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Int. J. Environ. Res. Public Health 2017, 14(8), 864; https://doi.org/10.3390/ijerph14080864

A Review of the Benefits of Nature Experiences: More Than Meets the Eye

1
School of Biological Sciences, University of Queensland, Brisbane, QLD 4072, Australia
2
Zealandia Sanctuary, 31 Waiapu Road, Karori, Wellington 6012, New Zealand
*
Author to whom correspondence should be addressed.
Academic Editors: Yoshifumi Miyazaki, Hiromitsu Kobayashi, Sin-Ae Park and Chorong Song
Received: 1 June 2017 / Revised: 24 July 2017 / Accepted: 26 July 2017 / Published: 1 August 2017
(This article belongs to the Special Issue Evidence-Based Nature Therapy: Advances in Physiological Evaluation)
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Abstract

Evidence that experiences of nature can benefit people has accumulated rapidly. Yet perhaps because of the domination of the visual sense in humans, most research has focused on the visual aspects of nature experiences. However, humans are multisensory, and it seems likely that many benefits are delivered through the non-visual senses and these are potentially avenues through which a physiological mechanism could occur. Here we review the evidence around these lesser studied sensory pathways—through sound, smell, taste, touch, and three non-sensory pathways. Natural sounds and smells underpin experiences of nature for many people, and this may well be rooted in evolutionary psychology. Tactile experiences of nature, particularly beyond animal petting, are understudied yet potentially fundamentally important. Tastes of nature, through growing and consuming natural foods, have been linked with a range of health and well-being benefits. Beyond the five senses, evidence is emerging for other non-visual pathways for nature experiences to be effective. These include ingestion or inhalation of phytoncides, negative air ions and microbes. We conclude that (i) these non-visual avenues are potentially important for delivering benefits from nature experiences; (ii) the evidence base is relatively weak and often based on correlational studies; and (iii) deeper exploration of these sensory and non-sensory avenues is needed. View Full-Text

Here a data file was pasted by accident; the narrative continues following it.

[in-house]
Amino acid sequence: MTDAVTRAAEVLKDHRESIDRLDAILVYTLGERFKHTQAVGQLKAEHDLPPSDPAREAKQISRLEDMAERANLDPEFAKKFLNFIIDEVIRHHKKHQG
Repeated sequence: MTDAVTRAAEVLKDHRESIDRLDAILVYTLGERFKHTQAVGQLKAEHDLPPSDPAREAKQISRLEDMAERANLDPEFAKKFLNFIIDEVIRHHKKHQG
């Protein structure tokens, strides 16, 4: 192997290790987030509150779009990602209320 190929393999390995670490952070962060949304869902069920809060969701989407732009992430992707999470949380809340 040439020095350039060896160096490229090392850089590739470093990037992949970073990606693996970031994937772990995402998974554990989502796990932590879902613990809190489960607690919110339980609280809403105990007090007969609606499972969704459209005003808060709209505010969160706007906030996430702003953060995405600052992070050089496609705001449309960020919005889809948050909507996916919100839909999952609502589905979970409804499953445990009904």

Keywords: sensory; nature benefits; nature experience; wellbeing; nature therapy sensory; nature benefits; nature experience; wellbeing; nature therapy
This is an open access article distributed under the Creative Commons Attribution License which permits unrestricted use, distribution, and reproduction in any medium, provided the original work is properly cited (CC BY 4.0).
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Franco, L.S.; Shanahan, D.F.; Fuller, R.A. A Review of the Benefits of Nature Experiences: More Than Meets the Eye. Int. J. Environ. Res. Public Health 2017, 14, 864.

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